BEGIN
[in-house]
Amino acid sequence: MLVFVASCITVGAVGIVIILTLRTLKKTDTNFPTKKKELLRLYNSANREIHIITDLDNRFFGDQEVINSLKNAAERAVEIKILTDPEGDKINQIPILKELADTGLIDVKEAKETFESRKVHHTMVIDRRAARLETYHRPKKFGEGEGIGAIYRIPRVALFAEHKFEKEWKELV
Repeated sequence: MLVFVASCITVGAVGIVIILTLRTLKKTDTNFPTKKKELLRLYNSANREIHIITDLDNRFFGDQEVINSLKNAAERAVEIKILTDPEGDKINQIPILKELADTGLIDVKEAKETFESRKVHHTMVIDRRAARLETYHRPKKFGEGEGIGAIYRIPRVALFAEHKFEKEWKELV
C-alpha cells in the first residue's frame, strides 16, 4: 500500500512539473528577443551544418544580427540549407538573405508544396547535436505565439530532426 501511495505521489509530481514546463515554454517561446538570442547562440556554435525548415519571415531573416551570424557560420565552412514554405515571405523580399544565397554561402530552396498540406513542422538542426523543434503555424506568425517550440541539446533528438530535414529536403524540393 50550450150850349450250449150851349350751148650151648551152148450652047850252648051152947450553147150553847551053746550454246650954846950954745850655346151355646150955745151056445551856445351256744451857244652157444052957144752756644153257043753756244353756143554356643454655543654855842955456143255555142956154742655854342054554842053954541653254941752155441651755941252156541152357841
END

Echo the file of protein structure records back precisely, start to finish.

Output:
[in-house]
Amino acid sequence: MLVFVASCITVGAVGIVIILTLRTLKKTDTNFPTKKKELLRLYNSANREIHIITDLDNRFFGDQEVINSLKNAAERAVEIKILTDPEGDKINQIPILKELADTGLIDVKEAKETFESRKVHHTMVIDRRAARLETYHRPKKFGEGEGIGAIYRIPRVALFAEHKFEKEWKELV
Repeated sequence: MLVFVASCITVGAVGIVIILTLRTLKKTDTNFPTKKKELLRLYNSANREIHIITDLDNRFFGDQEVINSLKNAAERAVEIKILTDPEGDKINQIPILKELADTGLIDVKEAKETFESRKVHHTMVIDRRAARLETYHRPKKFGEGEGIGAIYRIPRVALFAEHKFEKEWKELV
C-alpha cells in the first residue's frame, strides 16, 4: 500500500512539473528577443551544418544580427540549407538573405508544396547535436505565439530532426 501511495505521489509530481514546463515554454517561446538570442547562440556554435525548415519571415531573416551570424557560420565552412514554405515571405523580399544565397554561402530552396498540406513542422538542426523543434503555424506568425517550440541539446533528438530535414529536403524540393 50550450150850349450250449150851349350751148650151648551152148450652047850252648051152947450553147150553847551053746550454246650954846950954745850655346151355646150955745151056445551856445351256744451857244652157444052957144752756644153257043753756244353756143554356643454655543654855842955456143255555142956154742655854342054554842053954541653254941752155441651755941252156541152357841